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Virtual Adviser's™ opinion
Well, these are two pretty similar cars we have here! It's only details that could potentially make the difference. Considering they both belong to the mpv segment and utilize the same 5-door MPV body style and the front wheel drive system, it all comes up to the specific diesel engine choice they offer. The first one has a Peugeot-engineered powertrain under the hood, a 4-cylinder, 16-valves 150hp unit, while the other one gets its power and torque from a 4-cylinder, 16-valves 126hp engine designed by Toyota.Safety
A starting point here would be to take a look at the results from European New Car Assessment Programme (Euro NCAP) tests which were performed on both of the cars, with the same number of safety stars gained in the process. Still, apart from the official crash test results there are other things we need to be aware of. Both vehicles belong to the mpv segment, which is generally a good thing safety-wise, but that fact doesn't break the tie between the two cars. On the other hand, taking kerb weight as an important factor into account, the Japanese car offers a marginal difference of 9% more metal.Reliability
Manufacturers have been building their reliability reputation for decades now and, generally speaking, it appears that Toyota does have a slight advantage, when all the models are taken into account. These are the results of an independent reasearch, while our visitors describe reliability of Citroen with an average rating of 4.2, and models under the Toyota badge with 4.6 out of 5. Unfortunatelly, I don't have enough insight that would allow me to comment in more details on the specific models level. Above it all, drivers of cars with the same engine as the French car rank it on average as 4.4, while the one under the competitor's bonnet gets 4.5 out of 5.Performance & Fuel economy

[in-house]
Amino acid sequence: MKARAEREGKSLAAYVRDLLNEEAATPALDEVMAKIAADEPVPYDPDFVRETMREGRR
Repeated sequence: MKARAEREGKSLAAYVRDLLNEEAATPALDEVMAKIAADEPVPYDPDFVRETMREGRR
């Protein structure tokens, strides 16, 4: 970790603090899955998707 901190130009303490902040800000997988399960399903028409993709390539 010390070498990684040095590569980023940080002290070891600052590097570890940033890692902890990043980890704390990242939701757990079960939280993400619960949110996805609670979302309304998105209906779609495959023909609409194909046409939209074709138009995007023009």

Citroen is undoubtly more agile, reaching 100km/h in 1.6 seconds less than its competitor. In addition to that it accelerates all the way to 210 kilometers per hour, 25km/h more than the other car. When it comes to fuel economy the winner has to be the French car, averaging around 3.9 liters of fuel per 100 kilometers (72 mpg), in combined cycle. We can't ignore that 26% difference compared to the Japanese car.
Toyota appears just a bit more reliable, although the difference is truly marginal. The most important thing when deciding between any two vehicles should always be safety, both passive and active. In my opinion, everything taken into account, the Japanese car offers slightly better overall protection and takes the lead. From there things take a different direction, with Citroen being considerably quicker, thus putting more smile on driver's face. To make things even better, it consumps less fuel! All together, there's not much more to say, in this case I wouldn't even consider anything but Citroen. Nevertheless, let's not forget that people have different preferences and needs, so what really counts is your personal feel. I'm only here to help. Also, you could use the oportunity to find out which car, everything taken into account, would be the perfect choice for you in the eyes of the virtual adviser™, among thousands of similar, yet so different vehicles.